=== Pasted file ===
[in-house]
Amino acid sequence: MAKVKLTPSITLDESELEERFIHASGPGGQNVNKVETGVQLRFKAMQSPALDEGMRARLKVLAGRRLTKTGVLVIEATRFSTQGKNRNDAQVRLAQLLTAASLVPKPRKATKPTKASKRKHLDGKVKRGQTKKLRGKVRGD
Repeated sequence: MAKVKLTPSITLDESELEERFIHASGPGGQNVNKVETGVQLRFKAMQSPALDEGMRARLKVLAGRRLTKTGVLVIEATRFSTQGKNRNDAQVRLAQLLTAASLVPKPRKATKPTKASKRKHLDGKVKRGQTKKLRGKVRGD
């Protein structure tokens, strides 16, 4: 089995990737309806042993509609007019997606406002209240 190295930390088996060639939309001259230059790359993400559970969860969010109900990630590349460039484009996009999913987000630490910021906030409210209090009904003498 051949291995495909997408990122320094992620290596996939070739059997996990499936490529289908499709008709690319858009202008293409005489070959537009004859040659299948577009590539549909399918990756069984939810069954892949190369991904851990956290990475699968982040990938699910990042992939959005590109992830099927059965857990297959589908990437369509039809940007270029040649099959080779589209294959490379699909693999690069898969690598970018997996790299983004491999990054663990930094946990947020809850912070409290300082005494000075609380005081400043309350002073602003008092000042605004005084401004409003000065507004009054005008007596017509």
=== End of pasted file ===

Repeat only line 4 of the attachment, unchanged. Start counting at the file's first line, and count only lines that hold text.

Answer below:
């Protein structure tokens, strides 16, 4: 089995990737309806042993509609007019997606406002209240 190295930390088996060639939309001259230059790359993400559970969860969010109900990630590349460039484009996009999913987000630490910021906030409210209090009904003498 051949291995495909997408990122320094992620290596996939070739059997996990499936490529289908499709008709690319858009202008293409005489070959537009004859040659299948577009590539549909399918990756069984939810069954892949190369991904851990956290990475699968982040990938699910990042992939959005590109992830099927059965857990297959589908990437369509039809940007270029040649099959080779589209294959490379699909693999690069898969690598970018997996790299983004491999990054663990930094946990947020809850912070409290300082005494000075609380005081400043309350002073602003008092000042605004005084401004409003000065507004009054005008007596017509």